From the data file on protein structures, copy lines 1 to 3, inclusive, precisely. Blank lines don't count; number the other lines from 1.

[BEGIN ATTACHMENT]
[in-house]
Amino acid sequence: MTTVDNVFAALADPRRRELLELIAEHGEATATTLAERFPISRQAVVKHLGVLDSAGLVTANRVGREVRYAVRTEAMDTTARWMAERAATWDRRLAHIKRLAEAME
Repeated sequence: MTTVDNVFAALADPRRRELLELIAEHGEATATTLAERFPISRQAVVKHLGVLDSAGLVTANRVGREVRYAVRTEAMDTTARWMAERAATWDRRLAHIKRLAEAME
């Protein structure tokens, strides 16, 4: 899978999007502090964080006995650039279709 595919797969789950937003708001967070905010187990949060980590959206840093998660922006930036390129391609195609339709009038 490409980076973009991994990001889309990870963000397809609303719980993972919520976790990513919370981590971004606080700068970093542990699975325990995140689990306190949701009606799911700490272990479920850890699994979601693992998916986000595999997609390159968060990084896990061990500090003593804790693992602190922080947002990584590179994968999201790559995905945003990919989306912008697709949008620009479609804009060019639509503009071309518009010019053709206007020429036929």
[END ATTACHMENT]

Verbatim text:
[in-house]
Amino acid sequence: MTTVDNVFAALADPRRRELLELIAEHGEATATTLAERFPISRQAVVKHLGVLDSAGLVTANRVGREVRYAVRTEAMDTTARWMAERAATWDRRLAHIKRLAEAME
Repeated sequence: MTTVDNVFAALADPRRRELLELIAEHGEATATTLAERFPISRQAVVKHLGVLDSAGLVTANRVGREVRYAVRTEAMDTTARWMAERAATWDRRLAHIKRLAEAME